Are Creon's motivations for exiling Medea in Medea justified, and does his love for his child lead to his death?

Quick answer:

Creon's motivations for exiling Medea can be justified on the grounds that she is a barbarian woman. Originally from Colchis, she doesn't belong in Corinth and so must leave at once. At that time, it was not thought acceptable for a single woman in society to be without a family support network. Creon's love for his daughter Glauce leads to his death after he holds her while she's wearing the poisoned dress and coronet given to her by Medea.

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In answering the question of whether Creon is justified in banishing Medea from Corinth, we need to understand the social context in which his decision is made. At that time, everyone in society was expected to be part of a family network. There was no sense of self as we understand it today; one's existence was defined by membership of a larger group, be it family, demos, or tribe. As Medea has just been unceremoniously dumped by Jason, she is no longer part of any such group. She is all alone in Corinth, a stateless refugee with nowhere to go.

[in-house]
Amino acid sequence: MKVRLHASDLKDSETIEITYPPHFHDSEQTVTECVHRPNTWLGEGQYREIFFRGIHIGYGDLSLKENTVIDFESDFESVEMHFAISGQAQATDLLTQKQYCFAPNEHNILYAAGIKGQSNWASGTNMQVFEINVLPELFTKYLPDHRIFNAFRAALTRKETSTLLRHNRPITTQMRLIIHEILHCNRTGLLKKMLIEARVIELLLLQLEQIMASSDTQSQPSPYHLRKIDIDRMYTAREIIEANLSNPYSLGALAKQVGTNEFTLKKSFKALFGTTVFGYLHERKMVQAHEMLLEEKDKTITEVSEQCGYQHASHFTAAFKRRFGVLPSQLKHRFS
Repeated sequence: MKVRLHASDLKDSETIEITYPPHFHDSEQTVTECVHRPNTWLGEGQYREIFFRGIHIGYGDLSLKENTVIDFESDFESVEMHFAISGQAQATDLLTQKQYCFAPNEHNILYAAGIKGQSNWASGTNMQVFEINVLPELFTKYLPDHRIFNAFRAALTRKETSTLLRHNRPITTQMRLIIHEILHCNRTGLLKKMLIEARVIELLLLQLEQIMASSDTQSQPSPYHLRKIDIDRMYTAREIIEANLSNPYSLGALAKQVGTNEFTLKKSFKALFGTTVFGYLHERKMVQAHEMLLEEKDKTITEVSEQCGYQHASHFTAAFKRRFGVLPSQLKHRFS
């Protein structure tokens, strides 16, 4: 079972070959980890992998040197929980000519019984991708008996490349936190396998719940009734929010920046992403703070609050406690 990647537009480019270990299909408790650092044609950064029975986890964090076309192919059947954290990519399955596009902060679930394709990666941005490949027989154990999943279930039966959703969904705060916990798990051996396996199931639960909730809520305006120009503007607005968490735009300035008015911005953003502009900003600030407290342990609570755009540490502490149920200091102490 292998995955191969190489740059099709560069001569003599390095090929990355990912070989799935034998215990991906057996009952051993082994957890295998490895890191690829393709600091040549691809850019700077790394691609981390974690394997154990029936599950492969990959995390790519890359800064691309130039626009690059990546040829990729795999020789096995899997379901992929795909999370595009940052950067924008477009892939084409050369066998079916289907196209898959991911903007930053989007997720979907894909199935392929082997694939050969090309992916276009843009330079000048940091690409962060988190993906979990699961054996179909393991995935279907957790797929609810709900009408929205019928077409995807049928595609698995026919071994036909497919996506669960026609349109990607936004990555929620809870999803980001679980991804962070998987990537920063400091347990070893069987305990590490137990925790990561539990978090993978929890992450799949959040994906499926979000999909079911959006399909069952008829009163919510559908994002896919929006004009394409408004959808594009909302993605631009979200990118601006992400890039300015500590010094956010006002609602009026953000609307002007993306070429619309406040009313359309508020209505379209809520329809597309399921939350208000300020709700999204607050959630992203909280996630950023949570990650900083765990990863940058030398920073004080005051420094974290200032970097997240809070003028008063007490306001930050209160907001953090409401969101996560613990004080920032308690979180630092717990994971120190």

But Creon is entirely unconcerned at Medea's predicament. His obligation as king extends only to his subjects, and as a native of Colchis, Medea doesn't fall into that category. Although Creon's actions may appear cruel and insensitive, they are perfectly in keeping with the standards of the time.

Later on in the play, Medea gets her revenge on Creon. She gives his daughter Glauce a poisoned coronet and dress, and when Glauce puts them on, she suffers a painful, agonizing death. When Creon sees what's happening, he immediately rushes to Glauce's aid. But as he embraces his daughter, he too ends up suffering the same fate.

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